(a) Vegetable.
    (b) Animal.
    (c) Mineral.
    (d) Extra-terrestrial.
    (e) Extra-dimensional.
    (f) All of the above.

    [Use a number 2 pencil only]

  14. Brooklyn

    Almost American

    “Must be a sub-conscious kosher thing.”

    Like a glass of milk with a hamburger, feh!!!!

  15. Dylan

    Brooklyn – I’d much rather eat Marmite than Peanut Butter, although in the “love it or hate it” debate, I’m much more closely allied with the “hate it” camp! It does work really well in gravy though – adds a lot of depth!

    And surely it’s both vegetable and mineral – a yeast extract (and a by product of making beer!) with added salt etc. You should try Gentleman’s Relish if you want an acquired taste – a very strong and salty anchovy spread. Much better than Marmite on toast…!

  16. Mom/Mum

    Oh let’s stop all this food talk ‘cos am bloody ravenous now! Let’s talk about BLING! Trophies, awards, accolades, whatever you want to call them, Brit OOW you have brightened up my days since I discovered your blog, so I have an award for you over at my place. Come get it!

  17. Alasdair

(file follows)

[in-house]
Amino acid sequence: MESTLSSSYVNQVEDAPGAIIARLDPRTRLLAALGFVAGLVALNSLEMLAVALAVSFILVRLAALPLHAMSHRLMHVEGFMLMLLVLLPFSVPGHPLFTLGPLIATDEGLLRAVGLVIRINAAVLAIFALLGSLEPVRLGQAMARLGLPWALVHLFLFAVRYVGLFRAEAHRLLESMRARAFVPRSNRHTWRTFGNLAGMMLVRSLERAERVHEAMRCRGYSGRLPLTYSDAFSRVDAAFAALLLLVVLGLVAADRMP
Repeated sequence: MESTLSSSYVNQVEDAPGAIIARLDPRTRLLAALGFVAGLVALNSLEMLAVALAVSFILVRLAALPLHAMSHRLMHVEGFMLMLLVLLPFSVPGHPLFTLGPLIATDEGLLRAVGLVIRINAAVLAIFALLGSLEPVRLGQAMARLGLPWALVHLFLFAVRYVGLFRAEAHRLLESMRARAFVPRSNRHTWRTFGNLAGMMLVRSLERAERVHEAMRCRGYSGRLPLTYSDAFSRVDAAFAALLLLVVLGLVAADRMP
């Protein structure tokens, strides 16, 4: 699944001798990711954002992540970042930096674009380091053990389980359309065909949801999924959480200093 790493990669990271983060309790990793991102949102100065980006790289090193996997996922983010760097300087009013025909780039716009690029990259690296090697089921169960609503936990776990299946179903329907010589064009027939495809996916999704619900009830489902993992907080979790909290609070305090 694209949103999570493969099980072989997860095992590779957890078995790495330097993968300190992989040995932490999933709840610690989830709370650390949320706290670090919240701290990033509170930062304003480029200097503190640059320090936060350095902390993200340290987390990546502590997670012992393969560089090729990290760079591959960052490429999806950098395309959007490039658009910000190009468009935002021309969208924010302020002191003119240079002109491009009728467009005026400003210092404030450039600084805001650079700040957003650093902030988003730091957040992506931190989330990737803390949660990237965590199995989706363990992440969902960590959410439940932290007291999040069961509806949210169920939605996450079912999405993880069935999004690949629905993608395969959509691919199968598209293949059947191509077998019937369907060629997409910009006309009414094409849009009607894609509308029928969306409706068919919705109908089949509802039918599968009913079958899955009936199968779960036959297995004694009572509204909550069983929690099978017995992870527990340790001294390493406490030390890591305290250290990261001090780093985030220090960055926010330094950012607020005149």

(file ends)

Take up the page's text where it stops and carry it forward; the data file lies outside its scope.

Ahhhh … Salad Cream … it truly does *make* a sandwich into A Sandwich !

    On my every-so-often visits ‘back home’, I return each time with a half-gallon container of Salad Cream … let’s hear it for Macro’s !

  18. Lo,TG

    Dylan – I know all about the BLT (well, not ‘all’, obviously) but you have hit the nail on the head; you will never ‘learn’ unless you TRY the PBLSC (actually I prefer Hellman’s light mayonnaise) sandwich. Peabrain was a sceptic like you but is now a firm convert . Crisp lettuce essential.

    P.S. Have you ever tried Marmite and lots of finely chopped watercress? Butter the bread.

  19. Brooklyn

    “And surely it’s both vegetable and mineral – a yeast extract (and a by product of making beer!) with added salt etc.”

    Big deal, you read the label. But, could you identify its source material by taste (or gagging) alone?